“Insurers can do all of their work without coming and going,” he says. “Lots of time is saved by eliminating back-and-forth trips between the shop and their office.”
Kallenberger says the improvements have also prompted insurers to send more work his way. He attributes 90 percent of the company’s growth to the insurance offices he’s built, and he says True Quality Collision receives far more work from his DRPs than other shops in the market that are on their programs.
Today, Kallenberger says his in-house insurance operations generate 70 percent of the company’s annual revenue. One of the company’s locations alone receives 1,000 repairs annually from each insurance partner, and the company has an extensive waiting list of other markets where those partners have requested Kallenberger to build new locations.
“Just being on an insurance program doesn’t always generate a ton of referrals. You have to be at the top of their lists, and customer service is the main element to get you there,” Kallenberger says. “This is how the industry is starting to formulate itself. This is what all insurers are looking for, and the type of shop they prefer to work with. Any shop with a DRP model really needs to have these office amenities; I won’t build any new facility without these operations inside.”
All Insurers Welcome
Even if insurance partners don’t decide to work onsite full time like they do at True Quality Collision, adding office space for adjusters is still a beneficial venture for all shop operations.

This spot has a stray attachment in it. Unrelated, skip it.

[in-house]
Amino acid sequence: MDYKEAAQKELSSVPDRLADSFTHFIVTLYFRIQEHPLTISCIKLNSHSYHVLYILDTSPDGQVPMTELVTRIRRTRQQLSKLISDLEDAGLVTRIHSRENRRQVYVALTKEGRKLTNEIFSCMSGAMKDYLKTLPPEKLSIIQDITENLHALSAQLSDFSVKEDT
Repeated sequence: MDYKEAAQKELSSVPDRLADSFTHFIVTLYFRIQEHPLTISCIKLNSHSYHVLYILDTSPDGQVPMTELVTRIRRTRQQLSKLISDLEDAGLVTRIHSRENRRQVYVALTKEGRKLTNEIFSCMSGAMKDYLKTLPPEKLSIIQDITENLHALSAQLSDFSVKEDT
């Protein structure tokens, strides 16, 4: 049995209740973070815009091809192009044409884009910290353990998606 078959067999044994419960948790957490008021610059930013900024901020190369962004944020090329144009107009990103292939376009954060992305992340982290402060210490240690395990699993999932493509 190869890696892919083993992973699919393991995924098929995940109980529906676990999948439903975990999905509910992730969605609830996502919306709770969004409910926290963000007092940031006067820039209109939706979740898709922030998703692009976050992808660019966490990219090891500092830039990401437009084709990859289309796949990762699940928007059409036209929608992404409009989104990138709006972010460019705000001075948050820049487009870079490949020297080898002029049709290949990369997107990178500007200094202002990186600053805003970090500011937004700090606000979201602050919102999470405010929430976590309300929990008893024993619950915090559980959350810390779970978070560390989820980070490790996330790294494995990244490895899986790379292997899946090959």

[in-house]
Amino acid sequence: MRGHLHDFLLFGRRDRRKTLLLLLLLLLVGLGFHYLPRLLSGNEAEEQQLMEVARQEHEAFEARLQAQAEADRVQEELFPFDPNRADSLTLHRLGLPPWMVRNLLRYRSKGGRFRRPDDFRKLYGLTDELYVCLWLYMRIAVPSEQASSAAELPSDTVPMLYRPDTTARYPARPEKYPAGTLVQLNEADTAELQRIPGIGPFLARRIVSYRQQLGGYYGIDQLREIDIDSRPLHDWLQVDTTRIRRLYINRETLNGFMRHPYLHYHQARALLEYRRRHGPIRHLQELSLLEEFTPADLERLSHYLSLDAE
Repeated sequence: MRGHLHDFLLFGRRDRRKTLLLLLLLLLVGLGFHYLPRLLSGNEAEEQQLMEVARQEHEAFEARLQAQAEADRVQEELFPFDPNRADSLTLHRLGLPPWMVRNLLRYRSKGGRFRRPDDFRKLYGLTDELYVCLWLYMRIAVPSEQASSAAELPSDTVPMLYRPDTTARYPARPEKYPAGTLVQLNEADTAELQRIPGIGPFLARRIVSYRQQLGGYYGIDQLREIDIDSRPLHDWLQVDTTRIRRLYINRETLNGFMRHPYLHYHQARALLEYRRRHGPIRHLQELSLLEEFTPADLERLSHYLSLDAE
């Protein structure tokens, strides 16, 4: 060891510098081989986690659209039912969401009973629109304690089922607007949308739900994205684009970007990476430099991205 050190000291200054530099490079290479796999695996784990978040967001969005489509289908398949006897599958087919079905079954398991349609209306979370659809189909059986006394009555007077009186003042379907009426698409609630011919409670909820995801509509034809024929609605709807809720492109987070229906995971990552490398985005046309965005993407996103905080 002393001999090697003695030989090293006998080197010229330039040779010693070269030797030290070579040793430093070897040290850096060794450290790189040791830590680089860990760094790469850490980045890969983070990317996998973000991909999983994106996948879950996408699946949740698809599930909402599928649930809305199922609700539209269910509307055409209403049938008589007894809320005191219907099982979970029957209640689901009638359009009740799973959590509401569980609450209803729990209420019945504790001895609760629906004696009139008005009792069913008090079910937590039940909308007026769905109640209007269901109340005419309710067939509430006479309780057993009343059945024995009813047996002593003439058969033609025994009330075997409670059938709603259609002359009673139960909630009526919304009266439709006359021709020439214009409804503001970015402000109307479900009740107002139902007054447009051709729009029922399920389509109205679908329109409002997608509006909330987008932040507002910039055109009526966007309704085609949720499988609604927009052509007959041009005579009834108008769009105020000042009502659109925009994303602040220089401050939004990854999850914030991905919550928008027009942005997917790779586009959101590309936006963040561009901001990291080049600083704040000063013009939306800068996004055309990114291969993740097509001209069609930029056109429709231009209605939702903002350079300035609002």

Ronnie Johnston, co-owner of Westside Collision in Texas, offers workspace to all insurance representatives—DRP and non-DRP alike. He says the simple effort has benefitted customers, insurance adjusters and the shop in the following ways:
Customer benefit: Johnston says every customer demands and expects high levels of service.
That’s not possible if you force them to conduct insurance conversations in the middle of the lobby where other distractions exist. Providing them with a designated, private space makes customers perceive that they are the most important person in the shop at that time.
Johnston says it also helps to put the customer’s mind at ease. Having the office shows a strong relationship and commitment between the shop and insurance company. Customers feel more comfortable knowing that the shop has had previous associations with their carrier.
“It improves the overall experience, which creates a wow factor and higher satisfaction scores,” Johnston says.
Insurer benefit: Without office space, Johnston says insurers tend to work out of their car in the shop’s parking lot. They’re cramped and have no privacy when customer interactions need to occur.
Ideally, they want a desk to take care of business, and a secluded room to have more personal conversations with clients. Access to an onsite office allows insurers to provide their clients with better service.
Shop benefit: Johnston says the insurance offices have cleaned up his facility because high repair volume can create a lot of congestion in the front office. It got difficult to concentrate on other tasks in the office due to so much simultaneous activity.
It’s critical, Johnston says, to get insurance adjusters away from the front counter to keep noise and clutter to a minimum, so that both the shop and insurer can conduct their conversations and tasks effectively to maintain customer retention rates.
Johnston says the improvement helped develop stronger relationships with adjusters of both DRP and non-DRP companies. They now perceive higher quality and credibility with his business, which has generated trust in his operation and more job referrals.
“Insurers want to keep working with shops that offer amenities that help them do their jobs more efficiently and painlessly for the customer. The more pleasant you can make things for insurers, the more they’ll want to work with you,” Johnston says. “You know you’ve established trust when adjusters send their personal vehicles to your shops. We’ve fixed several.”